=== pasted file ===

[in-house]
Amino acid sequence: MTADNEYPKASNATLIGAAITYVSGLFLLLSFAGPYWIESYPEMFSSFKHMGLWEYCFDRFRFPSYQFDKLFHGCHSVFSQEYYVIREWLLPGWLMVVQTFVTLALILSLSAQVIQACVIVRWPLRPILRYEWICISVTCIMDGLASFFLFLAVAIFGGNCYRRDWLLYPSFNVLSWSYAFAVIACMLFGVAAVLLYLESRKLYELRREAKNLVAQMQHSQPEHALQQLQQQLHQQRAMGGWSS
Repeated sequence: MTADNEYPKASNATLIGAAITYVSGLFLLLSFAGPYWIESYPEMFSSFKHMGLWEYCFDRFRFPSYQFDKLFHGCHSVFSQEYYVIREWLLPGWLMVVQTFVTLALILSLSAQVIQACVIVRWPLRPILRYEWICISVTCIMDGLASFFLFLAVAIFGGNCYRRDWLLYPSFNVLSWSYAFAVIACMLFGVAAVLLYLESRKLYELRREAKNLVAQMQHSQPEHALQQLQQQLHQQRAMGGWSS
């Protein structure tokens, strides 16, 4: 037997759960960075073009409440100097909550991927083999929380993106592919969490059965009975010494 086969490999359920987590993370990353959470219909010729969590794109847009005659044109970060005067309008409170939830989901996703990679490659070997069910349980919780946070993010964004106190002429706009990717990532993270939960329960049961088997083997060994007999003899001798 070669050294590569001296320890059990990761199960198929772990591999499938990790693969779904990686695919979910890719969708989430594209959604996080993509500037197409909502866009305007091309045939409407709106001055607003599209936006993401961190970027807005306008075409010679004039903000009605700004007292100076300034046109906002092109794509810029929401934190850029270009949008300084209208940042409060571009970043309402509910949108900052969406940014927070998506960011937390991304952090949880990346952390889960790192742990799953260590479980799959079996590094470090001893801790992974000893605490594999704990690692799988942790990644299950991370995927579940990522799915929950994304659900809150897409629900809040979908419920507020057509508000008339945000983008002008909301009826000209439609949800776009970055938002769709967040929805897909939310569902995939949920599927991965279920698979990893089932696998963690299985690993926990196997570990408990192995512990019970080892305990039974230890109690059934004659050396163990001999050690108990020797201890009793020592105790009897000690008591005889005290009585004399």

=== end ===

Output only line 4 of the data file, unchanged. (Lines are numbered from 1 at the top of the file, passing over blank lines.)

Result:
């Protein structure tokens, strides 16, 4: 037997759960960075073009409440100097909550991927083999929380993106592919969490059965009975010494 086969490999359920987590993370990353959470219909010729969590794109847009005659044109970060005067309008409170939830989901996703990679490659070997069910349980919780946070993010964004106190002429706009990717990532993270939960329960049961088997083997060994007999003899001798 070669050294590569001296320890059990990761199960198929772990591999499938990790693969779904990686695919979910890719969708989430594209959604996080993509500037197409909502866009305007091309045939409407709106001055607003599209936006993401961190970027807005306008075409010679004039903000009605700004007292100076300034046109906002092109794509810029929401934190850029270009949008300084209208940042409060571009970043309402509910949108900052969406940014927070998506960011937390991304952090949880990346952390889960790192742990799953260590479980799959079996590094470090001893801790992974000893605490594999704990690692799988942790990644299950991370995927579940990522799915929950994304659900809150897409629900809040979908419920507020057509508000008339945000983008002008909301009826000209439609949800776009970055938002769709967040929805897909939310569902995939949920599927991965279920698979990893089932696998963690299985690993926990196997570990408990192995512990019970080892305990039974230890109690059934004659050396163990001999050690108990020797201890009793020592105790009897000690008591005889005290009585004399």